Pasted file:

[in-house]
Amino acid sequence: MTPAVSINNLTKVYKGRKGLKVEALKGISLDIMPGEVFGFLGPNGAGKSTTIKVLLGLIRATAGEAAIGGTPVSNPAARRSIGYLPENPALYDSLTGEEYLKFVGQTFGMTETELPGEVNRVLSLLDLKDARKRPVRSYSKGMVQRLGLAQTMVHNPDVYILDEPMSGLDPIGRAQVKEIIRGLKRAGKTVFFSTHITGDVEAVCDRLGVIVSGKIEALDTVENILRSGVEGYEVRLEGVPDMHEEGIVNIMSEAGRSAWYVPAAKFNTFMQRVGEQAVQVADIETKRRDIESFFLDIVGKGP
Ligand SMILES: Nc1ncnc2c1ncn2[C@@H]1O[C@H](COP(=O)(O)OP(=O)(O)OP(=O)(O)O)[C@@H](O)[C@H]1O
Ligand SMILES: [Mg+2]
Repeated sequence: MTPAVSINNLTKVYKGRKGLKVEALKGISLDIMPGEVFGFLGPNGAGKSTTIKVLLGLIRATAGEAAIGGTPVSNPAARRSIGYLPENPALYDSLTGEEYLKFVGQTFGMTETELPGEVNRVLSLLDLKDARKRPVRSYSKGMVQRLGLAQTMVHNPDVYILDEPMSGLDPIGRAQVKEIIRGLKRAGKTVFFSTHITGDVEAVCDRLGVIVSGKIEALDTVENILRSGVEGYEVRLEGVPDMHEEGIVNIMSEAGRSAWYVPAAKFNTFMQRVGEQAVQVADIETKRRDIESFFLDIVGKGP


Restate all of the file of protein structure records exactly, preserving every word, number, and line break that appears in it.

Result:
[in-house]
Amino acid sequence: MTPAVSINNLTKVYKGRKGLKVEALKGISLDIMPGEVFGFLGPNGAGKSTTIKVLLGLIRATAGEAAIGGTPVSNPAARRSIGYLPENPALYDSLTGEEYLKFVGQTFGMTETELPGEVNRVLSLLDLKDARKRPVRSYSKGMVQRLGLAQTMVHNPDVYILDEPMSGLDPIGRAQVKEIIRGLKRAGKTVFFSTHITGDVEAVCDRLGVIVSGKIEALDTVENILRSGVEGYEVRLEGVPDMHEEGIVNIMSEAGRSAWYVPAAKFNTFMQRVGEQAVQVADIETKRRDIESFFLDIVGKGP
Ligand SMILES: Nc1ncnc2c1ncn2[C@@H]1O[C@H](COP(=O)(O)OP(=O)(O)OP(=O)(O)O)[C@@H](O)[C@H]1O
Ligand SMILES: [Mg+2]
Repeated sequence: MTPAVSINNLTKVYKGRKGLKVEALKGISLDIMPGEVFGFLGPNGAGKSTTIKVLLGLIRATAGEAAIGGTPVSNPAARRSIGYLPENPALYDSLTGEEYLKFVGQTFGMTETELPGEVNRVLSLLDLKDARKRPVRSYSKGMVQRLGLAQTMVHNPDVYILDEPMSGLDPIGRAQVKEIIRGLKRAGKTVFFSTHITGDVEAVCDRLGVIVSGKIEALDTVENILRSGVEGYEVRLEGVPDMHEEGIVNIMSEAGRSAWYVPAAKFNTFMQRVGEQAVQVADIETKRRDIESFFLDIVGKGP